Terrorism in Africa is also a global threat and therefore: counter-terrorism deserves global support.
President, we thank you for organising this meeting. And thank you for personally chairing this debate.
I thank the briefers for their insights. And let me turn to the questions you have posed to us:
First: How can UN missions in Africa better support regional counter-terrorism efforts?
As a starting point, UN missions are not set up to conduct counterterrorism – due to: geographical limitations in their mandates; Troops or PCC restrictions; and the risk of neutral blue helmets getting too involved in local conflicts. Counterterrorism must primarily be a national responsibility.
Yet, the situation in the Sahel shows us that cooperation between nations is also key.
We see UN missions –both peacekeeping and political– as complementary to national and regional counter-terrorism efforts.
Working side-by-side with counterterrorism operations, UN missions can contribute greatly to spheres of stability, and the protection of civilians, including by supporting viable political solutions through the coordinated use of “good offices”.
They can also offer capacity-building for governance, service delivery, and human rights protection.
The close and operational partnerships between UNSOM and ATMIS proves that this is possible.
Moving to the second question: In what ways can the UN support building resilience to curb terrorism and violent extremism?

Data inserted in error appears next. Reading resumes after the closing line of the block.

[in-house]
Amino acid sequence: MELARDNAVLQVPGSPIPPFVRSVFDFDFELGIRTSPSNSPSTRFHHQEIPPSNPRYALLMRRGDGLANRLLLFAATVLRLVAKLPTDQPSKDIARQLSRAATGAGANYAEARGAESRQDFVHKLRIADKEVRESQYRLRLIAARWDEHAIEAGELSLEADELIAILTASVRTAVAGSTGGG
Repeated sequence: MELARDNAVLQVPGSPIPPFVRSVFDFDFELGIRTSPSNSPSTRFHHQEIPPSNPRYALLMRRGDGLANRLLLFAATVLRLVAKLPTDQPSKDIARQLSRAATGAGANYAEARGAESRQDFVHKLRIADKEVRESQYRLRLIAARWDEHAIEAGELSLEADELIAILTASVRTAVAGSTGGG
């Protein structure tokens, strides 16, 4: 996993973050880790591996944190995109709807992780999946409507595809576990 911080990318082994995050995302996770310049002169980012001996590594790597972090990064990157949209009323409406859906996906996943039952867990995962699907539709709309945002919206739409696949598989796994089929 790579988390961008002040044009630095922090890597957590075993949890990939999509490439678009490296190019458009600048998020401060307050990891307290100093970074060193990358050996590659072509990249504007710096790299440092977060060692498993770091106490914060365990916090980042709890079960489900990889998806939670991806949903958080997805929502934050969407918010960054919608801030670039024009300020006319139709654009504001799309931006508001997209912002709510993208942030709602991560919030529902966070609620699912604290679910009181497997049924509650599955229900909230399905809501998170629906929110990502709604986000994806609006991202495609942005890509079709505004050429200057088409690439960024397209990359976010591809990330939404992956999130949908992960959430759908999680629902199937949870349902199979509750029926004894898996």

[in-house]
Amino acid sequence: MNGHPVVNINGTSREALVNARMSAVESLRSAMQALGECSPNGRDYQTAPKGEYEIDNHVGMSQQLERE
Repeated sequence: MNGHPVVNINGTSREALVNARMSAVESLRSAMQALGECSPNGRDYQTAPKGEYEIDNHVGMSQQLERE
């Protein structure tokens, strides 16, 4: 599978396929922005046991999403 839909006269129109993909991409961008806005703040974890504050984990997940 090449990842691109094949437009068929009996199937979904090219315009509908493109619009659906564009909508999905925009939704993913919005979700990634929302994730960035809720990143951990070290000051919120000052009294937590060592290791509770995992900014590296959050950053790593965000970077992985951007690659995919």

This was also the topic during last week’s debate on Resilience-Building and Sustainable Peace.
And as we affirmed then: Military solutions alone can never be enough.
To achieve sustainable peace, affected States must act holistically: Both countering immediate terrorist threats, and addressing underlying conditions that cause radicalisation and violent extremism.
This requires integrating counterterrorism efforts within a broader political strategy.
One that is conflict-sensitive, pursues sustainable development goals, and protects and promotes human rights.
National efforts can also be strengthened by close cooperation with civil society, bilateral, and multilateral partners. In this regard, consulting with women’s organisations, and ensuring women’s participation, is key.
Preventive UN missions, like UNOWAS, should thus be further enabled.
Including to work with the UN Counterterrorism Coordination Compact, in pursuit of a whole-of-UN approach to support national counterterrorism efforts.
And finally on your third question: Which sustainable funding mechanism can be leveraged against terrorism in the Sahel region and Coastal West Africa?
While on the Security Council, Norway has used our place at this table to back the Secretary-General’s call for a UN support office for the G5 Sahel Joint Force.
We have done so based on a conviction that regional operations with AU mandates can supplement UN peacekeeping – especially in cross-border, counter-terrorist responses.
The UN Security Council should not shy away from serious discussions on predictable, sustainable, and flexible funding for AU-led and regional operations.
At the same time, it is necessary that any UN funding is matched by sufficient human rights due diligence and AU compliance frameworks – building on the good work already done in the AU over many years.
On both funding and compliance, we have seen progress on the AU side -- which should pave the way for new, serious discussions, on UN support.
There is a need to think innovatively about how regional-led, AU mandated, peace operations can contribute to holistic solutions.
We need to bring out the best of: UN, AU, and other regional initiatives.
This is why Norway actively supports the High-Level Panel on Security, Development and Governance in the Sahel – and we look forward to its proposals.